Different opportunities in childhood:

During childhood, T levels are low for both boys and girls. However, sex stereotypes, lack of female role models and social pressure means that sporting opportunities for girls are significantly lower than for boys. Girls also have to manage the onset of periods and very significant and visible body changes like breast growth. The overall impact is that girls are much less likely to participate in sports than boys, a trend that carries through into adulthood. This well established fact is discussed HERE, HERE, HERE, HERE, HERE, HERE.

 

Future advantage due to muscle memory:

There is considerable scientific evidence now that muscles built under the influence of Testosterone will be easier to build in the future even in the absence of Testosterone. Links HERE, HERE. ‘Muscle memory’ means that if an elite athlete takes performance-enhancing drugs, they may continue to be at an advantage over their competitors even if they stop taking the drugs. This is why elite athletes can have their titles removed retrospectively if they are later found to have taken performance enhancing drugs at any point in the past (not just at the time the title was acquired).

Therefore it is likely that male-born transgender athletes who once trained under the influence of natural testosterone will forever be at an advantage over female-born competitors never exposed to such high T levels. Read an excellent short review on this topic HERE.

 

 

Even low levels of male-competitive advantage will dramatically change sporting outcomes.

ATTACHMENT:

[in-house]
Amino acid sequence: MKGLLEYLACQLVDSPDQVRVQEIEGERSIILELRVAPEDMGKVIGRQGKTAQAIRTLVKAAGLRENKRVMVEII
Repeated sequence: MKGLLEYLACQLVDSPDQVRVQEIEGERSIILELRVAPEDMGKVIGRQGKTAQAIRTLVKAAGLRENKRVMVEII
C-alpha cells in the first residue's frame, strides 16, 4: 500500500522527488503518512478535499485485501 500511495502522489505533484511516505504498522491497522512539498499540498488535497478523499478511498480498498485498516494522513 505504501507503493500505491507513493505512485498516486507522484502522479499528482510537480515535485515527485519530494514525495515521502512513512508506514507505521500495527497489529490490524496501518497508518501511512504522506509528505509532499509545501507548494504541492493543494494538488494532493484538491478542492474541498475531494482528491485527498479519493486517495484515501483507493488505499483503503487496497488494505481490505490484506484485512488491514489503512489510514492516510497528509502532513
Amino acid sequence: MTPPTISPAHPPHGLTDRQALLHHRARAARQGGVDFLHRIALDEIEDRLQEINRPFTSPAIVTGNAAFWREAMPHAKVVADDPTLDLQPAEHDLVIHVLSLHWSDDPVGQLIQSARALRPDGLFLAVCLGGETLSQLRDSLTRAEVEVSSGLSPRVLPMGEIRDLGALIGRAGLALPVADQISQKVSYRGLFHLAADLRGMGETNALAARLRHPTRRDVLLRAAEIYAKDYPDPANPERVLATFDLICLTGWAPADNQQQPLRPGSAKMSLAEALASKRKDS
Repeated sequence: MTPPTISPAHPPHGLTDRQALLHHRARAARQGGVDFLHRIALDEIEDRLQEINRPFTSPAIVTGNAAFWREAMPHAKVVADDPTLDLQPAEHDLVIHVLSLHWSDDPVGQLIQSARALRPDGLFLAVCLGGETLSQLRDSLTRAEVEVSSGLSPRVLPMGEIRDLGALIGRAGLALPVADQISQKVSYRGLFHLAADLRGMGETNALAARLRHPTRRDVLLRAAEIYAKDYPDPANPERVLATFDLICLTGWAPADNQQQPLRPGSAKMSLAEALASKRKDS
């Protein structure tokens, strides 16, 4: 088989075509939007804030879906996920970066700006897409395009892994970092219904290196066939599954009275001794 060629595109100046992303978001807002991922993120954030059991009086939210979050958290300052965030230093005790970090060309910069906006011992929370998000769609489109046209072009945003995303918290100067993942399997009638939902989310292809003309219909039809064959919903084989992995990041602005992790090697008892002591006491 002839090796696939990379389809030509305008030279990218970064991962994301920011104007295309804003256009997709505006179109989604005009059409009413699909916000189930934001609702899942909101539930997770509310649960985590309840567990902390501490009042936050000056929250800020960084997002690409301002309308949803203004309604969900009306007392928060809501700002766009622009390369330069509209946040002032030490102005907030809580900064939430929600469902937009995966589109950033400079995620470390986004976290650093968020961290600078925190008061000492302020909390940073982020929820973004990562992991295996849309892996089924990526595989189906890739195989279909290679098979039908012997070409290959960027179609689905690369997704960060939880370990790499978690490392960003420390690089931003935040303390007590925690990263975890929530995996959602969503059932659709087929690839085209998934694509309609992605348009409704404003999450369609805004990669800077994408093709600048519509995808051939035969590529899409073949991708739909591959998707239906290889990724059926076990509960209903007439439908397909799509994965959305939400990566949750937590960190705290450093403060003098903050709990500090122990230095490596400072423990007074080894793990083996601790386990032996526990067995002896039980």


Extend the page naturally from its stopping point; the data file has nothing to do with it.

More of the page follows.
Suppression of Testosterone by male-born transgender athletes undoubtedly reduces their athletic performance. However, the key question is ‘by how much?’ It is highly likely that some competitive advantage will remain due to being born and developing as male. This is also borne out by the observation that many male-born trans-athletes are rising to the top of female competition. Link HERE, HERE, HERE, HERE, HERE.

 

Seeing male-trans athletes rising to the top of female sport is inevitable because the difference between winning and losing at elite level is so small. Analysis of the performance differences over the last 3 Olympics confirm exactly how small that difference is. Link HERE. The average difference between winning Gold vs Silver is only 0.8%, for Bronze and no medal is 0.4% and making the final or not is 0.3%.

Male-bodied people start out with a 10-30% performance advantage over females. Even if just a 1% residual advantage remains post-transition this is still more than enough to radically skew the medals table and world records.

 

How do we ensure both fairness and inclusion for all?

Balancing the rights and needs of all competitors.

Rachel McKinnon, the male-born transgender cyclist and now a world champion in female track cycling,  quotes the International Olympic Committee (IOC) Charter, which says: “The practice of sport is a human right.” McKinnon supports the view that since ‘transwomen are women’, and in some countries can be legally recognised as members of the female sex, then they have an absolute right to compete as females in female sporting competition. They say any performance advantage they may have through having being born in a male body is simply a natural female advantage, no different than being tall for example.